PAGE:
Reproductive rights and digital surveillance
The nearly 50-year legal precedent set by the U.S. Supreme Court’s decisions, including Roe v. Wade, hinged on the notion that individuals maintain specific privacy rights from the government in family planning. In the Dobbs opinion, Supreme Court justices affirmed they will seek to go after other related decisions, which have established Americans’ fundamental right to privacy, due process, and equal protection rights. This will include potentially overturning decisions such as Griswold (right to contraception), Lawrence (right to same-sex relations), and Obergefell (right to same-sex marriage).
The overturning of Roe could also be part of a larger global trend where we see expansive digital surveillance of populations and a rolling back of privacy around the world. This decision is even more pernicious as it comes at a time of increasingly sophisticated digital tools for surveillance globally. Some have predicted that personal health decisions could become subject to US state-level surveillance, as local police departments in the U.S. have tools such as license plate scanners, biometric databases, and phone location tracking services. While healthcare data are protected under the Health Insurance Portability and Accountability Act (HIPAA) in the U.S., there is a wide range of health-related apps like period trackers in which information is unprotected by the HIPAA.
From anger and fear to hope and action
Anger and fear have erupted across the U.S., and polls indicate that a majority of U.S. citizens – 61% in a Pew research poll, and 85% in a Gallup poll – believe abortion should be legal in all or most cases. Thankfully, grassroots networks and organisations have long been supporting vulnerable people to access abortion care, and have also been preparing for the possibility – and now reality – of the abolishment of constitutionally protected rights to abortion. The community-based and community-led infrastructure they have built is now critical to supporting vulnerable people living in areas where abortion is or will be criminalised.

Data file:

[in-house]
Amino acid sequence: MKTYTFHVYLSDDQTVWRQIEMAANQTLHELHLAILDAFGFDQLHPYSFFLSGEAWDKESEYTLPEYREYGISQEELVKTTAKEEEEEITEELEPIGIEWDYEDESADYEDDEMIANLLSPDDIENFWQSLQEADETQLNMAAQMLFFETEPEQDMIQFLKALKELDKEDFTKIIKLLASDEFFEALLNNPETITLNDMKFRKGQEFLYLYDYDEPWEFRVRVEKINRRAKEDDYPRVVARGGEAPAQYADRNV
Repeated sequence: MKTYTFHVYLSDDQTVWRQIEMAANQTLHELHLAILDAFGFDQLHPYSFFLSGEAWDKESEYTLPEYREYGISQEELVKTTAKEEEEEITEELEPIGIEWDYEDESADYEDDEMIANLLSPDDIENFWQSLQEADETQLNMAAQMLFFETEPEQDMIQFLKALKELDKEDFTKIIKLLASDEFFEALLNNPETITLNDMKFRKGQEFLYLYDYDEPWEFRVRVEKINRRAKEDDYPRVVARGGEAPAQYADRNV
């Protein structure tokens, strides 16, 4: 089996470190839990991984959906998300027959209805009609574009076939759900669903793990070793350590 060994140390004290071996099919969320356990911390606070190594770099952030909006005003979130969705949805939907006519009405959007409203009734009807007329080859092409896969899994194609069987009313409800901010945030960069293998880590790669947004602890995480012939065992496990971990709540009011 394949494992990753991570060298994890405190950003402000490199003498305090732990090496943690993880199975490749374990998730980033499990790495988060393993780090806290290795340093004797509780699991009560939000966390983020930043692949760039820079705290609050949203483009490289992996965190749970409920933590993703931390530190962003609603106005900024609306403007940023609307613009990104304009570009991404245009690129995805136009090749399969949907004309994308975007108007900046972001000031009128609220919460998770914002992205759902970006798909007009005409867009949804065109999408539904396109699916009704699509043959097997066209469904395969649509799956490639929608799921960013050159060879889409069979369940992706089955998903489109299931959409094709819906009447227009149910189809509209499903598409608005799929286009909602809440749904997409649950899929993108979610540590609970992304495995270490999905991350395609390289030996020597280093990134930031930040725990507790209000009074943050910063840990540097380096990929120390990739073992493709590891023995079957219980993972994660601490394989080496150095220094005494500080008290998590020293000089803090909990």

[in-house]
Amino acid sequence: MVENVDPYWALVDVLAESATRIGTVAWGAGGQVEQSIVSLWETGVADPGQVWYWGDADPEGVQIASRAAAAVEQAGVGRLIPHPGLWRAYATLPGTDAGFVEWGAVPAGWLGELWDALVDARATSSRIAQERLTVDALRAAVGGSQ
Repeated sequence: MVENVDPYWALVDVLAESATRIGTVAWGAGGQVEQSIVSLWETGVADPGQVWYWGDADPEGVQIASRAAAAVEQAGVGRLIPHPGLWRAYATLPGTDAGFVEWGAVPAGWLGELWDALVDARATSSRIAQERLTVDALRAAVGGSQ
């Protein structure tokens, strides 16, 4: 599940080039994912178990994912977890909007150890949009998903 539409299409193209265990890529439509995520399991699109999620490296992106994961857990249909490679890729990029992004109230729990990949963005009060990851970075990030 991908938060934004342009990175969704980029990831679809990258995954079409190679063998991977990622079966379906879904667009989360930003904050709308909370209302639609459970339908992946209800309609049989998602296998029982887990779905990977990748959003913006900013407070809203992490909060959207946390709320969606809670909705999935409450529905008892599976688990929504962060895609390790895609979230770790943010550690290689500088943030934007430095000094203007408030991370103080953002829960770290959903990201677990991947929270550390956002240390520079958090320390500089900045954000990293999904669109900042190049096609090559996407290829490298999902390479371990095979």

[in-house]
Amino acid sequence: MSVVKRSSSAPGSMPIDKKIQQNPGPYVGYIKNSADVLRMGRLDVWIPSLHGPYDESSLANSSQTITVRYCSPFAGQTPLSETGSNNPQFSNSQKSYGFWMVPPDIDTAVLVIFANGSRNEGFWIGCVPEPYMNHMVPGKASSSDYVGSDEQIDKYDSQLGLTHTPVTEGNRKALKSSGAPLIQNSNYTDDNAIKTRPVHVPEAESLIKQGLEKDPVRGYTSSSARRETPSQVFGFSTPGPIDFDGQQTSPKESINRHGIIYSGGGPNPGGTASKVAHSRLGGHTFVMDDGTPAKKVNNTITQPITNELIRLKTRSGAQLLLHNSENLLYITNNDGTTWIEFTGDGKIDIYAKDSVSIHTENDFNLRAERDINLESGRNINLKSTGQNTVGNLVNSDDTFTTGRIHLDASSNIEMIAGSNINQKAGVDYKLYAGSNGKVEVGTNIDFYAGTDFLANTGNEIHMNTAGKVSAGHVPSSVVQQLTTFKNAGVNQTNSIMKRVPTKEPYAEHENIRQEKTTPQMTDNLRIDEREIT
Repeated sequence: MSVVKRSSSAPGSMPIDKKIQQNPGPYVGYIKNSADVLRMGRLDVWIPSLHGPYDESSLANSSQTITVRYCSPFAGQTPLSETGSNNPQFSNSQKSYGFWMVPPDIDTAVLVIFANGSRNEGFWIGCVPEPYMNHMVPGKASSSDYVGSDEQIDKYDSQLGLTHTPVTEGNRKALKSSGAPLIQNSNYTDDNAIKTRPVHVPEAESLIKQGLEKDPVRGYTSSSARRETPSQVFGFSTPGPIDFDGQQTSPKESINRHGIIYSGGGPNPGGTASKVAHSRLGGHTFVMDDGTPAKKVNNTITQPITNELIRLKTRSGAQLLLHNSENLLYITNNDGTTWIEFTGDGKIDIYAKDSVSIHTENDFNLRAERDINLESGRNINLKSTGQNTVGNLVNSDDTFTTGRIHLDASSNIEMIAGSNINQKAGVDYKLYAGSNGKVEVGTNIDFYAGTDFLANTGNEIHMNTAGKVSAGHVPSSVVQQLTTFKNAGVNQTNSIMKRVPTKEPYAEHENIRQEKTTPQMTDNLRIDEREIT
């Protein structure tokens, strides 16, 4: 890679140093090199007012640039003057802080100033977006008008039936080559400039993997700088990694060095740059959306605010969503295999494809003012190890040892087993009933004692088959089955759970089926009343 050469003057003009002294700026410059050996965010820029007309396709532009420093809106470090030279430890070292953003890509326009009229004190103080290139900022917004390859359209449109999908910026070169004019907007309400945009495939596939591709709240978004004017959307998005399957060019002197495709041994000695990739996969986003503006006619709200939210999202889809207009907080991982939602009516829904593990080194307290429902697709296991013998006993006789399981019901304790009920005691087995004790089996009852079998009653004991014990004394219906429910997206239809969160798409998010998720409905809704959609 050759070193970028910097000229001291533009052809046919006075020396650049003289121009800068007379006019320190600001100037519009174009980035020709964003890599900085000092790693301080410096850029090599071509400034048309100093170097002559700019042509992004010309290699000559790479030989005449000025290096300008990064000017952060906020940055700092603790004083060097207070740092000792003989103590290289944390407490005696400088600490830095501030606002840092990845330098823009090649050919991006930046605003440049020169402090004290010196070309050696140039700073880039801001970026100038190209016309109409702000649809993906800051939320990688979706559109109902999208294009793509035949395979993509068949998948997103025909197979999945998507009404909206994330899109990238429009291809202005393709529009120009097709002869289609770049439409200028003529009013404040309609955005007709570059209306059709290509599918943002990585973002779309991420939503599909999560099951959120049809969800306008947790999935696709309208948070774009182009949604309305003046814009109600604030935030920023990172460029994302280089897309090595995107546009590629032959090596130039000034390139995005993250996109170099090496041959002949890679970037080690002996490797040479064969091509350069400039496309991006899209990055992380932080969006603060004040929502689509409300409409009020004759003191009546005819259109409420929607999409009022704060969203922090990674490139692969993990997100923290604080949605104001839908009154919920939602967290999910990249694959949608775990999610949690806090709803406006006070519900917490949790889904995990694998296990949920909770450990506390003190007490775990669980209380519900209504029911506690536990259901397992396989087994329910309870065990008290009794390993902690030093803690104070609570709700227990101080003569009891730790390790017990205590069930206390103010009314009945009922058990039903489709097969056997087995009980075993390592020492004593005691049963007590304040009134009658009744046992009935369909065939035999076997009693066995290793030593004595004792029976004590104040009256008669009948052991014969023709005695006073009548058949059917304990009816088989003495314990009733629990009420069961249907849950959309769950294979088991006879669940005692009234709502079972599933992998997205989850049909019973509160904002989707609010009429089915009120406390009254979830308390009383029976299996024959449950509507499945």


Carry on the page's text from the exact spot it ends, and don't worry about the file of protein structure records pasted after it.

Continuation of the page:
Response to this unfolding crisis will need to be multi-pronged and supportive of efforts by communities most affected, such as racially minoritised people. Responders – from formal organisations and professionals to everyday feminists – must now pull together to turn anger and fear into hope and action.
Urgent policy action
In the short-term, there is an urgent need for policy action at the federal level to complement local grassroots efforts. We must continue to fight at the political and policy level to regain ground for human rights in law and practice in the U.S. and around the world. For example, in the United States this could include:
- Federal law and protections around digital data and privacy, especially for health-related data not protected under HIPAA.
- Federal protections for those traveling to other states to seek the care that they need.
- Federal protections for access to critical medications for reproductive health care, for example through telehealth and by mail, including contraception and medication abortion.
- Explore options such as using federal lands as ‘safe havens’ for abortion access in states that ban or severely restrict the practice.